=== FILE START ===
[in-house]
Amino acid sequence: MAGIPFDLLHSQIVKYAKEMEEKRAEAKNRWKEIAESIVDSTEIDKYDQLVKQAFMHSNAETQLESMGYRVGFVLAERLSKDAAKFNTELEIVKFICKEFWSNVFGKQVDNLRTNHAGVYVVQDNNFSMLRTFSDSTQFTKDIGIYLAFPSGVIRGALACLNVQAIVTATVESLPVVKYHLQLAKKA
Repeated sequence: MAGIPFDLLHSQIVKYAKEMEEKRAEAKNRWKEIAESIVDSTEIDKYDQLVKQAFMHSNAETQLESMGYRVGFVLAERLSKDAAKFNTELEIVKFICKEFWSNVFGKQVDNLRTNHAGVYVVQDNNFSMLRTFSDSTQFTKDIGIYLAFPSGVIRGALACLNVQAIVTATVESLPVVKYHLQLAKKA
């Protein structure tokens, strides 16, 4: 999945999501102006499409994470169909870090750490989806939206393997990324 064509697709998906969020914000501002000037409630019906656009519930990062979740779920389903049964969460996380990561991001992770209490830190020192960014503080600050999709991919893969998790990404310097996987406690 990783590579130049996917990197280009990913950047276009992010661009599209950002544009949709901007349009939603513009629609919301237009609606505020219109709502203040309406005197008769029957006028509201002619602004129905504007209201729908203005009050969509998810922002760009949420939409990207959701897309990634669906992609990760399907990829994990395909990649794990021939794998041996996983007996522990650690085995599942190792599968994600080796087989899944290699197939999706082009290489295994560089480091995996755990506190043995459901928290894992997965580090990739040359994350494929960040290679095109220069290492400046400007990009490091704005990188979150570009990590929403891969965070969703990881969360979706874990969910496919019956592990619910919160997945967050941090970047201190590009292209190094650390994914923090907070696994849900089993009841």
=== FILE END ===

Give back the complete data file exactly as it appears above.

[in-house]
Amino acid sequence: MAGIPFDLLHSQIVKYAKEMEEKRAEAKNRWKEIAESIVDSTEIDKYDQLVKQAFMHSNAETQLESMGYRVGFVLAERLSKDAAKFNTELEIVKFICKEFWSNVFGKQVDNLRTNHAGVYVVQDNNFSMLRTFSDSTQFTKDIGIYLAFPSGVIRGALACLNVQAIVTATVESLPVVKYHLQLAKKA
Repeated sequence: MAGIPFDLLHSQIVKYAKEMEEKRAEAKNRWKEIAESIVDSTEIDKYDQLVKQAFMHSNAETQLESMGYRVGFVLAERLSKDAAKFNTELEIVKFICKEFWSNVFGKQVDNLRTNHAGVYVVQDNNFSMLRTFSDSTQFTKDIGIYLAFPSGVIRGALACLNVQAIVTATVESLPVVKYHLQLAKKA
């Protein structure tokens, strides 16, 4: 999945999501102006499409994470169909870090750490989806939206393997990324 064509697709998906969020914000501002000037409630019906656009519930990062979740779920389903049964969460996380990561991001992770209490830190020192960014503080600050999709991919893969998790990404310097996987406690 990783590579130049996917990197280009990913950047276009992010661009599209950002544009949709901007349009939603513009629609919301237009609606505020219109709502203040309406005197008769029957006028509201002619602004129905504007209201729908203005009050969509998810922002760009949420939409990207959701897309990634669906992609990760399907990829994990395909990649794990021939794998041996996983007996522990650690085995599942190792599968994600080796087989899944290699197939999706082009290489295994560089480091995996755990506190043995459901928290894992997965580090990739040359994350494929960040290679095109220069290492400046400007990009490091704005990188979150570009990590929403891969965070969703990881969360979706874990969910496919019956592990619910919160997945967050941090970047201190590009292209190094650390994914923090907070696994849900089993009841």